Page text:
Onomatopoeia is a word that imitates the sound it describes e.g. ‘Crash’ , ‘Miaow’ etc. and as such are possibly the origins of spoken languages being the simplest form of communication – imitating an object to communicate meaning ( for instance in Chinese ‘Mao’ 猫 has become the word for a cat, based originally on it’s sound). Onomatopoeic words are some of the most recent additions to languages, incorporating direct imitations of the post industrial world, ‘Beep’, ‘Zap’, ’squeak’…occasionally becoming nouns; ‘ratchet’, ‘Crank’ etc. Curiously onomatopoeic words vary considerably across the globe; different cultures seem to hear differently. Languages themselves once established obviously restrict and distort the ability to form ‘pure’ onomatopoeic words but cultural variations also play a part – in the same way that the perception of musical tone and harmony vary across cultures. As an experiment i propose a WIKI Onomatopoeia library which would allow anyone to describe their literal interpretation of sound – not the accepted cultural/linguistic form (e.g. ‘woof’ for a dog) but what the individual hears. This would form a living recording of audio interpretation and the cultural variations and distortions that occur in different regions.

As an example and a starting point for the project here’s an incomplete table of Onomatopoeic words in Chinese, Japanese (very keen on Onomatopoeia), Hindi and Arabic:

English Chinese Pinyin Japanese Japanese Arabic Hindi
Atishoo! (sneeze) gohhon
Baa (of a sheep) miē mee mee メーメー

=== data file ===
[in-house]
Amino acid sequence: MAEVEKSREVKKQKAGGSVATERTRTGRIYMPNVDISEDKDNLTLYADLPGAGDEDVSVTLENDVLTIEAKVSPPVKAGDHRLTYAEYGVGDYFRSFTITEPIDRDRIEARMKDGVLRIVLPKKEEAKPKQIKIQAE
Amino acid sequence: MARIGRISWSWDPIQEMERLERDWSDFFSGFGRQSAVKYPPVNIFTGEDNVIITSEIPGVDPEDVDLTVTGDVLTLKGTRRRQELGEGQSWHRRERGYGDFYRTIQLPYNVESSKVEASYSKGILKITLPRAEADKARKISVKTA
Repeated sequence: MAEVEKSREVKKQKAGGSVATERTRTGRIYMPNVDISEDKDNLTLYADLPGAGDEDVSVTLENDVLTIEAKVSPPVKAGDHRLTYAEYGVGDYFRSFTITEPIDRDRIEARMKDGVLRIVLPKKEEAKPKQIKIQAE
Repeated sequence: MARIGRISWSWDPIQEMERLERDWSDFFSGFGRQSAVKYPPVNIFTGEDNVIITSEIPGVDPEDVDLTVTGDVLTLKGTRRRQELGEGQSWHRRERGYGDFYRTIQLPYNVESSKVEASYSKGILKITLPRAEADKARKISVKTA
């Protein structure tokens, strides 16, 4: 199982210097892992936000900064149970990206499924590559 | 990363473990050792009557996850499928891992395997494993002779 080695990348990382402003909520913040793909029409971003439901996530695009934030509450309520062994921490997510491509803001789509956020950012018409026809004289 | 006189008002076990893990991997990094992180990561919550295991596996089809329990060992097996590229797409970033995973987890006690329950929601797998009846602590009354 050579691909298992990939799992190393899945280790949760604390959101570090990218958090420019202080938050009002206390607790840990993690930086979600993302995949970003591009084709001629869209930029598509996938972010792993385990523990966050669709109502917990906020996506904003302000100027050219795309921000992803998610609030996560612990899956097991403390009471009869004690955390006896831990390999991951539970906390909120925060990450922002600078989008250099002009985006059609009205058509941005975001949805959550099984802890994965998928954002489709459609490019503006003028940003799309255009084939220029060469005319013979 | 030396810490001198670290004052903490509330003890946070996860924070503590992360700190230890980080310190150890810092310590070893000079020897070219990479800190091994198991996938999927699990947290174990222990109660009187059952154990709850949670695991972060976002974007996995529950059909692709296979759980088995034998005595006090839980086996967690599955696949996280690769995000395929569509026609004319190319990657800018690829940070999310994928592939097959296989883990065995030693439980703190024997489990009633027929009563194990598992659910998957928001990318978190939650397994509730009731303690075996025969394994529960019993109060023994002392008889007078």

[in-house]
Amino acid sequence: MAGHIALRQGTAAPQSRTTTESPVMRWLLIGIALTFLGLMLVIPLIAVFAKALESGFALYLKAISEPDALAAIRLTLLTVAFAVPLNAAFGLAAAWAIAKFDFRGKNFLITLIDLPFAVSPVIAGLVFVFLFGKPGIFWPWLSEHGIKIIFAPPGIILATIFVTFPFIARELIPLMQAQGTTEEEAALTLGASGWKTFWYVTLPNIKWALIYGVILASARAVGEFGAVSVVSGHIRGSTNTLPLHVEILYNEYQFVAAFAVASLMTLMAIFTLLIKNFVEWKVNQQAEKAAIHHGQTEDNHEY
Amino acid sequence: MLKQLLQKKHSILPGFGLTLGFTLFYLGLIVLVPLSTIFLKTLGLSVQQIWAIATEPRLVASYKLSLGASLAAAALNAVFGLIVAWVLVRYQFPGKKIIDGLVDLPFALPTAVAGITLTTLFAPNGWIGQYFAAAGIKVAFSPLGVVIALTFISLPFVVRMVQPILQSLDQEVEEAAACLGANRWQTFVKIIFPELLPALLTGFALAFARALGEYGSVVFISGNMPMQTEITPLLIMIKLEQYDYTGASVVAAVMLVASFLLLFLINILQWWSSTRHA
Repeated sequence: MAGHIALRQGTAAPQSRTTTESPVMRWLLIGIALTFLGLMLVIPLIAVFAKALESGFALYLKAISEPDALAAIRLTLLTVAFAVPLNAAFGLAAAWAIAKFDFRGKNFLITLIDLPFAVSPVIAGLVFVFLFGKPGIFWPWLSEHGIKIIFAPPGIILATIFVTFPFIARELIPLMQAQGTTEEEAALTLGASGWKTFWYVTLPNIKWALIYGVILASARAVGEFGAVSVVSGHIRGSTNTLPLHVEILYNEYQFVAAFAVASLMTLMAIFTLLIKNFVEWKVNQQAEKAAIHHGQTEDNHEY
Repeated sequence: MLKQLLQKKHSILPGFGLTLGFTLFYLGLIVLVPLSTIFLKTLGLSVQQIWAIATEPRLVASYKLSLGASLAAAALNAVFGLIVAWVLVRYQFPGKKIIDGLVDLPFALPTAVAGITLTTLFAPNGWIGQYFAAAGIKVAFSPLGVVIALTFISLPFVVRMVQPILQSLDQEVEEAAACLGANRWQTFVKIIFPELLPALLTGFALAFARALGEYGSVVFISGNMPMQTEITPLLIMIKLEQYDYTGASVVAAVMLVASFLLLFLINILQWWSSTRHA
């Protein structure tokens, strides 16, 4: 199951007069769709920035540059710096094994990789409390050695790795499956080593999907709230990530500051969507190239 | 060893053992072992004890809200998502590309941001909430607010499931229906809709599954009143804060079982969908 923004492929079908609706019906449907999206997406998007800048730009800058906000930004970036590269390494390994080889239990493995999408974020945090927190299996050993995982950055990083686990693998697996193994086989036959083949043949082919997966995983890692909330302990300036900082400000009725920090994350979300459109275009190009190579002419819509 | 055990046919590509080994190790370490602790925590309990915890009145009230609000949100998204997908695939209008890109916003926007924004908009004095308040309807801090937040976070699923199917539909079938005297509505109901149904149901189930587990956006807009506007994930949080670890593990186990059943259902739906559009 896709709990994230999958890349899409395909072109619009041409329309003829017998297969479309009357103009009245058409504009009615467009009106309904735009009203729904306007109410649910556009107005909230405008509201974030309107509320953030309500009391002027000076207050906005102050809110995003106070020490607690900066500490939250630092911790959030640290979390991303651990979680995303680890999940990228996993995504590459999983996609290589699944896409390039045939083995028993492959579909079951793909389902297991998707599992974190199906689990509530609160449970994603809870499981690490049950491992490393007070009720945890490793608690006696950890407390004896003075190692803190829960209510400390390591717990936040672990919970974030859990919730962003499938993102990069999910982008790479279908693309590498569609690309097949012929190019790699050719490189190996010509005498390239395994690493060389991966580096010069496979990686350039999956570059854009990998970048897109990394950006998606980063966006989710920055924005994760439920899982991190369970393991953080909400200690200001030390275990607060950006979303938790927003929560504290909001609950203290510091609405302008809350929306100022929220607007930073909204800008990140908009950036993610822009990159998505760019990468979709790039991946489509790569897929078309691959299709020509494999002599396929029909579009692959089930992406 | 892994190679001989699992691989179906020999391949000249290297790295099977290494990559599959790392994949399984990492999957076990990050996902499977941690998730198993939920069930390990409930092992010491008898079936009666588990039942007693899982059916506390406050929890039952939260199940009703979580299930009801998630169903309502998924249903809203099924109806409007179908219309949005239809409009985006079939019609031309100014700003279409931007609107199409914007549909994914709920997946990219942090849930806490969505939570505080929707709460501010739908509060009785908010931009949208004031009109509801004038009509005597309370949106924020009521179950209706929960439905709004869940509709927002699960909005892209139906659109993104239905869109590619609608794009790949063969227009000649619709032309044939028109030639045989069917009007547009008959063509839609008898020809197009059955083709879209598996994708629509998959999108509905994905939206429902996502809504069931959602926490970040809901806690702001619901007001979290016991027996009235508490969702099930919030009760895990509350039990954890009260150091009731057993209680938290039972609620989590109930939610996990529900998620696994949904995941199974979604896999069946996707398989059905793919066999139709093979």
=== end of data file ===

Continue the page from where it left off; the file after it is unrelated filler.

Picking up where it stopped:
Bang pēng
Bang (as on a door) pēng ton ton
Bang or boom hōng
Bark (of a dog) 汪汪 wàngwàng wan wan わんわん Howhow b’AU-b’AU
Buzz 嗡嗡 wēngwēng
Chirp or squeak 吱吱 zhīzhī
Chuckle 咯咯 gēgē
Clack 呱嗒 gūdā
Click 咔哒 kādā
Click or snap 咯噔 gēdēng
Click or tick 哒哒, 嗒嗒 dādā
Cluck (of a chicken) 咕咕 gūgū ku-ku-ku-ku
Crash or bang kuāng
Creak 嘎吱 gāzhī
Creak 咯吱 gēzhī
Gurgling sound 咕噜 gūlū
Ha ha (laughter) 哈哈 hāhā ahaha
Heartbeat (excitement) doki doki どきどき
Heartbeat (nervousness) hara hara はらはら
Hee hee (laughter) 嘻嘻 xīxī
Heh heh (laughter) 嘿嘿 hāihāi
Hiss (of a snake)
Hiss, fizz 噗哧 pūchī
Huh huh (chuckle) 呵呵 hēhē
Hum 哼哼 hēngheng
Meow (of a cat or kitten) 咪咪 mīmī nownow
Meow (of a cat) miāo nyaa nyaa ニャーニャー myAAUU
Moo (of a cow) moū mou-mou もうもう ma ma ba:N ba:N
Patter (as of rain) 稀里哗啦 xīlǐhuālā zaa zaa ざあざあ
Quack (of a duck) or croak (of a frog) 呱呱 gūgū couak couak baak-baak-baak
Rattle or clatter dādā
Roar (of a crowd) hōng
Rumble (e.g. an earthquake) 轰隆 hōnglōng
Sound of (small) bells; sound of jingling 叮当 dīngdāng
Sound of a big door closing guāng
Sound of a doorbell (ding dong) 叮咚 dīngdōng
Sound of a heavy object falling into water 噗嗵 pūtōng
Sound of a large heavy object rolling 咕隆 gūlōng
Sound of a small bell (ding) dīng
Sound of birds chirping 叽叽喳喳 jījichāchā piyo piyo
Sound of breaking or snapping 咔嚓 kāchā
Sound of crashing or rustling 哗啦 huālā
Sound of dripping water 嘀嗒 dīda bisho bisho びしょびしょ
Sound of slurping or snoring 稀里呼噜 xīlǐhūlū
Sound of trickling down 噗噜噜 pūlūlū poro poro
Sound of water flowing 哗哗 huāhuā tush
Splash (water) pocha pocha
Squeak or creak 咿咿呀呀 yīyīyāyā mishi mishi
Thud 噗咚 pūdōng
Thump or thud dēng
Thump, thud, or plop 咕咚 gūdōng
Whisper or murmur 唧唧咕咕 jījigūgū ghamghama غمغم
Whoosh xiū

Musical Onomatopoeia